Top Of My Head

Thoughts on everything from Politics to Video Games

Date: July 18, 2006

First Major League Black Coach Denied Hall of Fame

I’m not much of a baseball fan. I rooted for the Yankees in my childhood and when I go to Miller Park, I cheer for the Brewers. But, what the hell is wrong with the morons who get to vote for Baseball’s Hall of Fame?

John Jordan “Buck” O’Neil is Major League Baseball’s first Black Coach — The first, that means no one did that BEFORE HIM! So just what the hell is wrong with the National Baseball Hall of Fame special 12-member panel who have denied the 94 year old man a spot in the Hall?

What are they thinking?

Read the story here.

God Bless

By Kim Upham
July 18, 2006

If you only see one film on the subject of Hurricane Katrina, this is the one to see. Dark Water Rising: The Truth About Hurricane Katrina Animal Rescues ( chronicles the volunteer efforts to rescue pets left in peril after their owners fled New Orleans and were prevented from returning to retrieve them. Beyond its overt message, that Americans need to take better care of animals, Dark Water Rising is an indictment of what is wrong with our federal government: “compassion” is merely a slogan for political gain, not a modus operandi.

The film documents the plight of thousands of animals who perished in the floods, or who waited hour after hour, day after day for owners or help that never arrived, trapped in homes or braving the toxic streets in 105-degree heat indexes bereft of food, water and shelter. Dark Water Rising underscores the fact that animals suffered because humans failed them. No one can stop a category five hurricane from ravaging a city, but the government’s failure at every level to plan for evacuation ahead of time, as well as its inadequate response to the chaos and crisis afterward, resulted in needless death and prolonged anguish of both humans and animals.

Between 9/11 and Hurricane Katrina’s landfall Americans gave the Bush Administration a blank check on Homeland Security, assuming the agency was marshalling resources with the singular purpose of securing us against disaster⎯both natural and manmade. However, the hopelessly inadequate response to Hurricane Katrina revealed that any sense of security had been false. The problem stems from the way this Administration views government’s function. If the Administration’s reason for being has less to do with helping people, and more to do with transferring public resources to private interests, it will have no framework for helping, and no idea where to begin when called upon to do so.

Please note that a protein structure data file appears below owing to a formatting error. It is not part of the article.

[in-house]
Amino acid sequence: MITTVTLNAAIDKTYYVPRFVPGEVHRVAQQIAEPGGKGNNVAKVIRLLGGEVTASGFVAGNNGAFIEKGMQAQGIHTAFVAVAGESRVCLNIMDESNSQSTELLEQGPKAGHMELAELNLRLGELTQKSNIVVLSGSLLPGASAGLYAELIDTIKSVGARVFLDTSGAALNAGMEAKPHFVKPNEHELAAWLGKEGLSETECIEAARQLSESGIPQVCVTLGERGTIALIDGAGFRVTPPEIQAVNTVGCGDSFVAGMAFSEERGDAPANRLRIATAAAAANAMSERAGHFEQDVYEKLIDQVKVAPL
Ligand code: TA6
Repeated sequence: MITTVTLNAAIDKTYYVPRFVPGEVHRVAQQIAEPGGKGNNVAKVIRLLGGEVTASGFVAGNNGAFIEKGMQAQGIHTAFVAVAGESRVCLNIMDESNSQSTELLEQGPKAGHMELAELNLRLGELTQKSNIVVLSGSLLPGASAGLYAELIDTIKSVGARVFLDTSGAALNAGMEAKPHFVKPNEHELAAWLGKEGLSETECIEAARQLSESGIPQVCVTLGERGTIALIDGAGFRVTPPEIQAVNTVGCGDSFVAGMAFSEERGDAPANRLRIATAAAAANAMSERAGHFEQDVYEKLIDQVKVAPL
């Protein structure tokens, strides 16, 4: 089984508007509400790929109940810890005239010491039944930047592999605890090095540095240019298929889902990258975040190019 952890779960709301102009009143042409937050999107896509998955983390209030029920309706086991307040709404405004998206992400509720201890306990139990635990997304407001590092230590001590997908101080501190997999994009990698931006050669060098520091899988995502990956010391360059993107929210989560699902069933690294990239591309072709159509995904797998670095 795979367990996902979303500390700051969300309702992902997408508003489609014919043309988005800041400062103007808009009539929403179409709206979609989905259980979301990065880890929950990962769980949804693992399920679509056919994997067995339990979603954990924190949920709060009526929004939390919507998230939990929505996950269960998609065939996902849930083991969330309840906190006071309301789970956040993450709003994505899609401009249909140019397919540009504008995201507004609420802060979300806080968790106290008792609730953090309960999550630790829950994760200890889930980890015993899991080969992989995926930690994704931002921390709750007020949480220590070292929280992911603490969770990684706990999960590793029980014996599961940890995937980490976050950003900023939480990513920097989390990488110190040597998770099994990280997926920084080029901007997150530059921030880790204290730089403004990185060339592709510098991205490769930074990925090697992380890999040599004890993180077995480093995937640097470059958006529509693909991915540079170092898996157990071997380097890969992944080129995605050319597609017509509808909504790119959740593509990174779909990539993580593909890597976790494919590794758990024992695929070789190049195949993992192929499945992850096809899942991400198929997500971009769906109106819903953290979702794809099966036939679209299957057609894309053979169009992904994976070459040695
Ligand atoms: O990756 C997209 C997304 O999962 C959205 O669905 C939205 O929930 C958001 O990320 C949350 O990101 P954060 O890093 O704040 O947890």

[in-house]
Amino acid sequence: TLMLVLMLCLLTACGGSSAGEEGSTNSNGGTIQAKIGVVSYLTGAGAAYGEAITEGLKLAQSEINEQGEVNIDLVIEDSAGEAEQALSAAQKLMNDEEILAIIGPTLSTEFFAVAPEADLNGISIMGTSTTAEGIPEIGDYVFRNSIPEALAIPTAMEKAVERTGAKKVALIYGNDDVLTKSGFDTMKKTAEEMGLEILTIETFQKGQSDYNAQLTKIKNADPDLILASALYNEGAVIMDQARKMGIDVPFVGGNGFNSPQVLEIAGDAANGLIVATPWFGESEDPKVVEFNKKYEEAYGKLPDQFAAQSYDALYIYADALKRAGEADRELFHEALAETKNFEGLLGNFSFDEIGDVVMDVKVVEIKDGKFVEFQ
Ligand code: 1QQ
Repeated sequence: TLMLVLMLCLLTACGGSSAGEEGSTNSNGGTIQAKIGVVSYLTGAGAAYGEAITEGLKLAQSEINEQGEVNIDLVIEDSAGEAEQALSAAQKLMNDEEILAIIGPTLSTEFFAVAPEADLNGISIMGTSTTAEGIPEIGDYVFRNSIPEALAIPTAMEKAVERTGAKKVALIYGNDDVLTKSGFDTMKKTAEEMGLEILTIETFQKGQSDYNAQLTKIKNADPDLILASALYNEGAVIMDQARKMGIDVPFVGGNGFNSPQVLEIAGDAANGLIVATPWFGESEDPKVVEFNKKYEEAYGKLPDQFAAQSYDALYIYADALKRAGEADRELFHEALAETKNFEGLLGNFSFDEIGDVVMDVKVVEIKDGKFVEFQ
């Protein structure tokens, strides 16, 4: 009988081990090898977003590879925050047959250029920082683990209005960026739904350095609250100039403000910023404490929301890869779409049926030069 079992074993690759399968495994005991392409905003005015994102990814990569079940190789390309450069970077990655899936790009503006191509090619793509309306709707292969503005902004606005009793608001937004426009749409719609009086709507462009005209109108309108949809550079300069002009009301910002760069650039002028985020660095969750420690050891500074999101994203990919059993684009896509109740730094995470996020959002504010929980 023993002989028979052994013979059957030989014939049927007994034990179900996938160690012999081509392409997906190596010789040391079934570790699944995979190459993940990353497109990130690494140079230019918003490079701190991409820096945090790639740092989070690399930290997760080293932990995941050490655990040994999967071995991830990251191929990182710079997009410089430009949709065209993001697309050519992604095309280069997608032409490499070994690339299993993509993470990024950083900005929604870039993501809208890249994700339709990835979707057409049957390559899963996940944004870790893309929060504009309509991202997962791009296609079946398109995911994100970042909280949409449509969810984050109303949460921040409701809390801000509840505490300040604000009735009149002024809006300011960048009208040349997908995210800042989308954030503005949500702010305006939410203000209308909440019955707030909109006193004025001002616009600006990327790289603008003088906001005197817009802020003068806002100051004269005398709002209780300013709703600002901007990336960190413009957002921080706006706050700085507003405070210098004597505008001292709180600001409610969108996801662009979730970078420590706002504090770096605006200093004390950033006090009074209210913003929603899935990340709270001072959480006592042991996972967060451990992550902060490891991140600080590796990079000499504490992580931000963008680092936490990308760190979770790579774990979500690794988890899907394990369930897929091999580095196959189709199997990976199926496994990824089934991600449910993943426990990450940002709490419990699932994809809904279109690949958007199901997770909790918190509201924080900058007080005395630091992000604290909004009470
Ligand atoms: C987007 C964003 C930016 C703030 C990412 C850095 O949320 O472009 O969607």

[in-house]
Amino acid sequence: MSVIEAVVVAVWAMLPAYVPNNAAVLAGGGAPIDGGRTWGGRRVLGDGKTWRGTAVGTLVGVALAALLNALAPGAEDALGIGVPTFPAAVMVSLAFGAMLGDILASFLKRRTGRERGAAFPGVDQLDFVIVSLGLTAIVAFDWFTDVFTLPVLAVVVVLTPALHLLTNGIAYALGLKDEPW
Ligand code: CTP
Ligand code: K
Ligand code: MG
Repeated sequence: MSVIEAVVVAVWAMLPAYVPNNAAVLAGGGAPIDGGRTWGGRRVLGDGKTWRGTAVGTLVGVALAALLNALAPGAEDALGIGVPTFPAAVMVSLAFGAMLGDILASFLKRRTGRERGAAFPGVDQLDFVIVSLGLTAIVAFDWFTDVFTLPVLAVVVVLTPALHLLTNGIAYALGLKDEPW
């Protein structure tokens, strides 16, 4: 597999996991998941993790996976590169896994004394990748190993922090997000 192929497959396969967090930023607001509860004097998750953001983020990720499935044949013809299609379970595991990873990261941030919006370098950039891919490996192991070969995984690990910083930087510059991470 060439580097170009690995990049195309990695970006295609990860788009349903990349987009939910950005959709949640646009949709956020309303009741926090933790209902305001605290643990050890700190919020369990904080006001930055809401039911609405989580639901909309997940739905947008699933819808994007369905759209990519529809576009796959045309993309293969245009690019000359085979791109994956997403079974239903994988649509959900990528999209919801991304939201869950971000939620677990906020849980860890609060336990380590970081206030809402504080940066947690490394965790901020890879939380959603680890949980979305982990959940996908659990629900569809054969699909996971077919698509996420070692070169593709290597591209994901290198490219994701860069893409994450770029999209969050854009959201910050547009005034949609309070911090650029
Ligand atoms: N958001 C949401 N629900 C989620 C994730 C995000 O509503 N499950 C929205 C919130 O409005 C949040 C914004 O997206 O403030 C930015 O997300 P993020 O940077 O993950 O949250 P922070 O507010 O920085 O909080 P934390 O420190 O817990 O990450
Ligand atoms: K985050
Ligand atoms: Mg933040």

This film is the smoking gun that illustrates the government’s callous disregard for the individuals and pets in need. While it may be possible to cynically dismiss the human suffering, claiming that people had the chance to evacuate the city before the hurricane’s landfall and chose not to, our sympathy for the pets is undiluted by such arguments. We recognize that pets are subject to the choices of their owners, and in this case the owners’ hands were tied by government policies. As such, this film resonates emotionally.

The film opens with a post-apocalyptic scene of seemingly endless rubble, and a narration of the obstacles facing animal rescuers, many of whom traveled from far away states at their own expense, putting family, children, pets and jobs on hold. Those obstacles include searing heat, inaccessible homes, packs of loose dogs, bureaucratic red tape, and toxic streets filled with chemicals, raw sewage, and rotting garbage. Filmmaker Mike Shiley in interviews called post-Katrina New Orleans more traumatic than Iraq, the setting of his last documentary film, Inside Iraq.

From the get-go, it’s clear that the rescuers are understaffed and overwhelmed by both the scope of the problem and the time-critical nature of the effort, with some 50,000 pets left behind, by conservative estimates. Despite the odds, and with little regard for their personal safety or comfort, the rescuers worked from dawn until long past dark for over six weeks to meet the need. The rescuers’ story, and that of the stranded pets, has gone largely untold; the mainstream media pulled up stakes after the human drama ended or moved to Houston, while the animal side of the disaster response was just getting under way.

The message of the film ultimately is one of hope, as relieved owners are reunited with their family pets, and other cats and dogs find new loving homes. In one segment dogs are temporarily housed at a prison, giving inmates a chance to care for and bond with them, transforming both man and his best friend. And rail-thin dogs just days from death get a new lease on life as they are saved in the nick of time.

Whether owners chose to leave their pets behind, thought they’d be back after a few days, or were forced by government policies to abandon their pets, the animals paid the price. Compassion and relief came in the form of a small band of dedicated individuals willing to make personal sacrifices to alleviate animal suffering. As one rescuer writes in the film’s epilogue, “Tragedies will happen again, and we will be there with dog food and leashes in hand.” These are the kind of heroes that great films are made of. For that reason, this film is a gripping must-see.

A screening in Congress is being scheduled and the film will be shown at the National Conference for State Legislators (NCSL) and the National Animal Rights Conference in Washington D.C. in August. House party viewings of the film can be scheduled by visiting Robert Greenwald’s Brave New Theaters site ( and the film’s trailer can be viewed at

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